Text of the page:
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3 Reasons Why Nonprofit Centers Are Key to Capacity Building

Tim Sarrantonio

Collaborative working spaces are becoming more prevalent throughout the United States and Canada. We recently had the pleasure of hosting our first Capacity Camp. It was held at the Electric City Innovation Center, a collaborative working space located in Schenectady, NY. For individuals and small organizations, access to physical resources like office space, printing services, conference rooms, and more at discounted rates is an attractive option. But did you know there are dedicated centers just for nonprofits of any size?

The absolute best resource for learning about collaborative spaces for nonprofits is the Nonprofit Centers Network (NCN), based in Denver, CO. They’ve been in operation since the early 2000s. They now have a membership of over 170 nonprofit focused centers around North America. Yet what are the benefits of working at a nonprofit center as opposed to going at things on your own?

Capacity Building

Nonprofit centers offer organizations the capability of generating more revenue. This can be especially impactful if the organization is small and cannot afford their own office space. It can be advantageous to be located and working in a space designed specifically for nonprofit work. Grant-making entities may view it favorably and thus give you a greater chance at obtaining grants.

According to a study commissioned by the NCN, 72 percent of tenants in nonprofit centers report moderate to significant improvement in community awareness and credibility of their organizations.

That same study also found significant improvement in capacity building in operations and programs, with some interesting findings:

  • 62% said that collaboration with other tenants led to moderate to significant improvements in their effectiveness and efficiency;
  • 68% report moderate to significant impact on their organization’s ability to achieve its organizational mission;
  • 53% report moderate to significant improvements in the size and scope of their programs;
  • 38% report moderate to significant improvements in the quality of back office services.

Collaboration

The reason nonprofit centers work so well is that it fosters collaboration. Several nonprofits working together will have a far greater impact than a single nonprofit attempting to solve the problems in their city, town, or rural community. One of the best examples of this is the Chicago Literacy Alliance Literacenter, which is the first nonprofit center dedicated to literacy nonprofits.

Several Neon clients are members of the Chicago Literacy Alliance. We’ve been able to see first hand the impact of what bringing organizations together can do. With over 100 member organizations, the impact of the nonprofits working in the space affects over 18 million people each year.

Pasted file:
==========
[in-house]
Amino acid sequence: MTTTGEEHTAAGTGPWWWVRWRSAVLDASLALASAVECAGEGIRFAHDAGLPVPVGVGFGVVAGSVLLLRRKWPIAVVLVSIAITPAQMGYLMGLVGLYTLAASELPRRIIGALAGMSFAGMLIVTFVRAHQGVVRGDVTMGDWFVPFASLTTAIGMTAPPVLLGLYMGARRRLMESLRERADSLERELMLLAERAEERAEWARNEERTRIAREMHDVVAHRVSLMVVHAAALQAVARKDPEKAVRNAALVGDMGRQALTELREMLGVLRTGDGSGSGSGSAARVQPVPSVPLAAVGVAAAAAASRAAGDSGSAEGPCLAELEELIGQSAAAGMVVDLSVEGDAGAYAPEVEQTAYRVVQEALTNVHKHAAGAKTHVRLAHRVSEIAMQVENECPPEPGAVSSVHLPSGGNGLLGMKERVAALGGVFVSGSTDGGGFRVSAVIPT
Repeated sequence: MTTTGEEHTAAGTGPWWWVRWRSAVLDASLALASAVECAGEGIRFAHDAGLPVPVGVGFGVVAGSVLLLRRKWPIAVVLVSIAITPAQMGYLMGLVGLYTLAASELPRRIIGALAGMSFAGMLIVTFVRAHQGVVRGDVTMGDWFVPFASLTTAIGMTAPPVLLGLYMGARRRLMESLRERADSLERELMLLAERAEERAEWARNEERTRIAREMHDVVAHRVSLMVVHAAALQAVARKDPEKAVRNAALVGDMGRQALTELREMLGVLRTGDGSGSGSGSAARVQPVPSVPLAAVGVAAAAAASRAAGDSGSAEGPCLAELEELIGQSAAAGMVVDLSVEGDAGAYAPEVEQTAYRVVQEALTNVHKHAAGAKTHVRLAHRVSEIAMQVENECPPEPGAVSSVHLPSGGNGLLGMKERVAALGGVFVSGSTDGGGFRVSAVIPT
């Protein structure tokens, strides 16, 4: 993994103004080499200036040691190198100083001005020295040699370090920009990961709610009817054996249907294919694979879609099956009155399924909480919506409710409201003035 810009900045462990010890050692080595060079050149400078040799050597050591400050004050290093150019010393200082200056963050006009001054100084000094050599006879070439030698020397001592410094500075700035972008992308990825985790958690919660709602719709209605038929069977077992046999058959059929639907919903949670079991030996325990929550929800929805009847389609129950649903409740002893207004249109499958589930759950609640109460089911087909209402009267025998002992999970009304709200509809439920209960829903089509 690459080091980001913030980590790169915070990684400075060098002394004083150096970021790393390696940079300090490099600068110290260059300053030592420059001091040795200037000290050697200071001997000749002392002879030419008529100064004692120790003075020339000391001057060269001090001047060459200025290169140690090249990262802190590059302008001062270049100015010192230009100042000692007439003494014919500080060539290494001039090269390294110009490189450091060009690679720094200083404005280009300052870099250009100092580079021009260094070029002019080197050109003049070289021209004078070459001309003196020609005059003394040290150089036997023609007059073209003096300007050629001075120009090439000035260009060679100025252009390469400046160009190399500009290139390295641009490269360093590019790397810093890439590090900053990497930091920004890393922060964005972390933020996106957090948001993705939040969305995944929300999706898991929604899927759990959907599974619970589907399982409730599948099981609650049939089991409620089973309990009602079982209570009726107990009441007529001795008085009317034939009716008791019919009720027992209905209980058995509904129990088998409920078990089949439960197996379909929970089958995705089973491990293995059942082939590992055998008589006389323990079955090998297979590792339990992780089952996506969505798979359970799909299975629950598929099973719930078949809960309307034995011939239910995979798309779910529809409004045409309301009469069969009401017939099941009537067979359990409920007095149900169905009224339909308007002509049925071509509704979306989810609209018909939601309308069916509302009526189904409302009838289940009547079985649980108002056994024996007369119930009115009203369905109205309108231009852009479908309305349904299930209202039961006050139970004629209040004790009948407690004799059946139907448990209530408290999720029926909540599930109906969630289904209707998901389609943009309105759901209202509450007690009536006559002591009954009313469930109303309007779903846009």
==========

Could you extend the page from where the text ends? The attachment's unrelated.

Furthermore, the center itself showcases a beautiful space. Nonprofits of all sizes who can come together in monthly Confab sessions. These are events that focus on best practices for nonprofits, resource sharing and storytelling, and building relationships with each other to further their collective work.

Shared spaces greatly accelerate the ability for nonprofits to feel comfortable working together, as a recent study by the Nonprofit Centers Network found. Specifically, “greater frequency of interactions will lead to reciprocity, where mutually beneficial relationships develop and behaviors emerge that demonstrate give-and-take.”

Cost Savings

Cost savings is one of the most critical benefits associated with nonprofit centers. 78% of NCN’s survey respondents said that the cost of the space was a critically important characteristic.

Many nonprofit centers leverage their collective power to drive down service costs in other areas. For instance, the Connecticut Community Nonprofit Alliance operates a nonprofit center and statewide membership program that offers discounts on a wide variety of services beyond inexpensive rent and access to shared utilities. These can come in the form of obvious items like discounts on technology to less obvious ones, such as the Alliance taking on the cost of advocating for nonprofit’s needs to the state government.

As part of our capacity building investment in local communities, we are proud to announce that we have initiated several nonprofit center collaborative agreements. The Chicago Literacy Alliance and the CT Community Nonprofit Alliance are two such examples where our company will be offering discounted services, free consultation, and coordination of collaborative learning spaces in order to drive growth for members of nonprofit centers.

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